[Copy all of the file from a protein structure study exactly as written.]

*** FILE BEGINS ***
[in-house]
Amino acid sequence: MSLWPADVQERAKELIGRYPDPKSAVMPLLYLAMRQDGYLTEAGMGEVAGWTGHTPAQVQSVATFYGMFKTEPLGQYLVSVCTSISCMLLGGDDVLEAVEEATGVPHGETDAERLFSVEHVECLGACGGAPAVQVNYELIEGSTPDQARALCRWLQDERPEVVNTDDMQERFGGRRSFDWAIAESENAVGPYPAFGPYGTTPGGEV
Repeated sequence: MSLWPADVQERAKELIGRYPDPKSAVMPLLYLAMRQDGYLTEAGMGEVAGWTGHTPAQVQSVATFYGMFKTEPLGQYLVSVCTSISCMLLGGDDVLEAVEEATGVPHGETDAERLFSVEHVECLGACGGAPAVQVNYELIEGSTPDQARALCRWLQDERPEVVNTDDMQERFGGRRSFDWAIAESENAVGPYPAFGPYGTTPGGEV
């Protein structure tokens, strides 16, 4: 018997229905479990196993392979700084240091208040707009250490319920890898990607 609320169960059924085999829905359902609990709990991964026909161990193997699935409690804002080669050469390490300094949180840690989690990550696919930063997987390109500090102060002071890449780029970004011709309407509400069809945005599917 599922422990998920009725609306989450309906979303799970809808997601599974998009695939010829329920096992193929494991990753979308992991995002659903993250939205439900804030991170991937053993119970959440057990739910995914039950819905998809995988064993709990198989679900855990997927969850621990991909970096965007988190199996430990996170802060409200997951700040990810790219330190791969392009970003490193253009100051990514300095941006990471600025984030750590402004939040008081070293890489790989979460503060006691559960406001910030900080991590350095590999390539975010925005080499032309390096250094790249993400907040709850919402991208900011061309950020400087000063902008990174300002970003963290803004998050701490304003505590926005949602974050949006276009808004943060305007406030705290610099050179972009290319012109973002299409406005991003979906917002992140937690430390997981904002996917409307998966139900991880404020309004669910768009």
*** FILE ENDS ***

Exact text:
[in-house]
Amino acid sequence: MSLWPADVQERAKELIGRYPDPKSAVMPLLYLAMRQDGYLTEAGMGEVAGWTGHTPAQVQSVATFYGMFKTEPLGQYLVSVCTSISCMLLGGDDVLEAVEEATGVPHGETDAERLFSVEHVECLGACGGAPAVQVNYELIEGSTPDQARALCRWLQDERPEVVNTDDMQERFGGRRSFDWAIAESENAVGPYPAFGPYGTTPGGEV
Repeated sequence: MSLWPADVQERAKELIGRYPDPKSAVMPLLYLAMRQDGYLTEAGMGEVAGWTGHTPAQVQSVATFYGMFKTEPLGQYLVSVCTSISCMLLGGDDVLEAVEEATGVPHGETDAERLFSVEHVECLGACGGAPAVQVNYELIEGSTPDQARALCRWLQDERPEVVNTDDMQERFGGRRSFDWAIAESENAVGPYPAFGPYGTTPGGEV
């Protein structure tokens, strides 16, 4: 018997229905479990196993392979700084240091208040707009250490319920890898990607 609320169960059924085999829905359902609990709990991964026909161990193997699935409690804002080669050469390490300094949180840690989690990550696919930063997987390109500090102060002071890449780029970004011709309407509400069809945005599917 599922422990998920009725609306989450309906979303799970809808997601599974998009695939010829329920096992193929494991990753979308992991995002659903993250939205439900804030991170991937053993119970959440057990739910995914039950819905998809995988064993709990198989679900855990997927969850621990991909970096965007988190199996430990996170802060409200997951700040990810790219330190791969392009970003490193253009100051990514300095941006990471600025984030750590402004939040008081070293890489790989979460503060006691559960406001910030900080991590350095590999390539975010925005080499032309390096250094790249993400907040709850919402991208900011061309950020400087000063902008990174300002970003963290803004998050701490304003505590926005949602974050949006276009808004943060305007406030705290610099050179972009290319012109973002299409406005991003979906917002992140937690430390997981904002996917409307998966139900991880404020309004669910768009």